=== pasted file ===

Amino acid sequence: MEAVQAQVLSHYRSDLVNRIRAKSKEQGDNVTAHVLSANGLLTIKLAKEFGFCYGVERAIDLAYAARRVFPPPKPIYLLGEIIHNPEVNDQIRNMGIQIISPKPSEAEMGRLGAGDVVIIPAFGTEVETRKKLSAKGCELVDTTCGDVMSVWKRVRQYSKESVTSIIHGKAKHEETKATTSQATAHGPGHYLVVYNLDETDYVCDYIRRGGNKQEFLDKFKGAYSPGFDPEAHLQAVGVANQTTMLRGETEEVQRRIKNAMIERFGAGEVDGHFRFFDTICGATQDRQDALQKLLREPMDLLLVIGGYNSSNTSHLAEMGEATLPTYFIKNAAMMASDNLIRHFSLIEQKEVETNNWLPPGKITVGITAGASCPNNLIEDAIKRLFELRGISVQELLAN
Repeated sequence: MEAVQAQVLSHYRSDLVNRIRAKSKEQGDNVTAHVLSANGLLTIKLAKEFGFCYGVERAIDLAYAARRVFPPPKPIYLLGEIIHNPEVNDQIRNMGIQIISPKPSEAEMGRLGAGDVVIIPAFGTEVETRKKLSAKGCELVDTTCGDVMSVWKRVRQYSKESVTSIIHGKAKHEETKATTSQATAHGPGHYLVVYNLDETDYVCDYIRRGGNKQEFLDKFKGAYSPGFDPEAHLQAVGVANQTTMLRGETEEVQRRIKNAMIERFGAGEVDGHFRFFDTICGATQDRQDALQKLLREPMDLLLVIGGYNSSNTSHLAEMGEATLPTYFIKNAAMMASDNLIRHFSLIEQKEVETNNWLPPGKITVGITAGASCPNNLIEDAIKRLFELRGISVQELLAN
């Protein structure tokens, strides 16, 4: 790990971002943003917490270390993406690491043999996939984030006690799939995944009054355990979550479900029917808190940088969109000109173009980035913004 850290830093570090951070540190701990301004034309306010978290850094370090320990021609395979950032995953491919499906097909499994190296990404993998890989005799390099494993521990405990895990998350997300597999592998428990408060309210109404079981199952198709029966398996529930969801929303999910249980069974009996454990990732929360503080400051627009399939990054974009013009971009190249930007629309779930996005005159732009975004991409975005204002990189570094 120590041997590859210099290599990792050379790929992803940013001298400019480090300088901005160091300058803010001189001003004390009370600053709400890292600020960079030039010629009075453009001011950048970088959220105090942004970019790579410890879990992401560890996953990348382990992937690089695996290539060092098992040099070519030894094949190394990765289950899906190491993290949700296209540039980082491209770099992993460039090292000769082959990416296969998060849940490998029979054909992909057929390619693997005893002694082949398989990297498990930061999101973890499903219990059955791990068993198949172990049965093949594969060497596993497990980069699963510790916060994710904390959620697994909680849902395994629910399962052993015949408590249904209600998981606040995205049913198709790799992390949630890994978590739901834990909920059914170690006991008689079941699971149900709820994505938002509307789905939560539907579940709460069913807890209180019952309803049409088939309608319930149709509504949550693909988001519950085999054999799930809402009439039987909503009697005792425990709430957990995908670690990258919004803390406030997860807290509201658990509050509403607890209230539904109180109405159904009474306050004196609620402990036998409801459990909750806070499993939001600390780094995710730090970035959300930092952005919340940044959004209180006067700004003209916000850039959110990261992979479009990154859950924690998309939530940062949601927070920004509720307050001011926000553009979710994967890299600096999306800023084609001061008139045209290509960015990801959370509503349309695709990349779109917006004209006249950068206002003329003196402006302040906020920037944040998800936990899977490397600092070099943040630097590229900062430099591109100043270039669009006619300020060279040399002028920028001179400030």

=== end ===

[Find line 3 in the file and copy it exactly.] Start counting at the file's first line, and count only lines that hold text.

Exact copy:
């Protein structure tokens, strides 16, 4: 790990971002943003917490270390993406690491043999996939984030006690799939995944009054355990979550479900029917808190940088969109000109173009980035913004 850290830093570090951070540190701990301004034309306010978290850094370090320990021609395979950032995953491919499906097909499994190296990404993998890989005799390099494993521990405990895990998350997300597999592998428990408060309210109404079981199952198709029966398996529930969801929303999910249980069974009996454990990732929360503080400051627009399939990054974009013009971009190249930007629309779930996005005159732009975004991409975005204002990189570094 120590041997590859210099290599990792050379790929992803940013001298400019480090300088901005160091300058803010001189001003004390009370600053709400890292600020960079030039010629009075453009001011950048970088959220105090942004970019790579410890879990992401560890996953990348382990992937690089695996290539060092098992040099070519030894094949190394990765289950899906190491993290949700296209540039980082491209770099992993460039090292000769082959990416296969998060849940490998029979054909992909057929390619693997005893002694082949398989990297498990930061999101973890499903219990059955791990068993198949172990049965093949594969060497596993497990980069699963510790916060994710904390959620697994909680849902395994629910399962052993015949408590249904209600998981606040995205049913198709790799992390949630890994978590739901834990909920059914170690006991008689079941699971149900709820994505938002509307789905939560539907579940709460069913807890209180019952309803049409088939309608319930149709509504949550693909988001519950085999054999799930809402009439039987909503009697005792425990709430957990995908670690990258919004803390406030997860807290509201658990509050509403607890209230539904109180109405159904009474306050004196609620402990036998409801459990909750806070499993939001600390780094995710730090970035959300930092952005919340940044959004209180006067700004003209916000850039959110990261992979479009990154859950924690998309939530940062949601927070920004509720307050001011926000553009979710994967890299600096999306800023084609001061008139045209290509960015990801959370509503349309695709990349779109917006004209006249950068206002003329003196402006302040906020920037944040998800936990899977490397600092070099943040630097590229900062430099591109100043270039669009006619300020060279040399002028920028001179400030």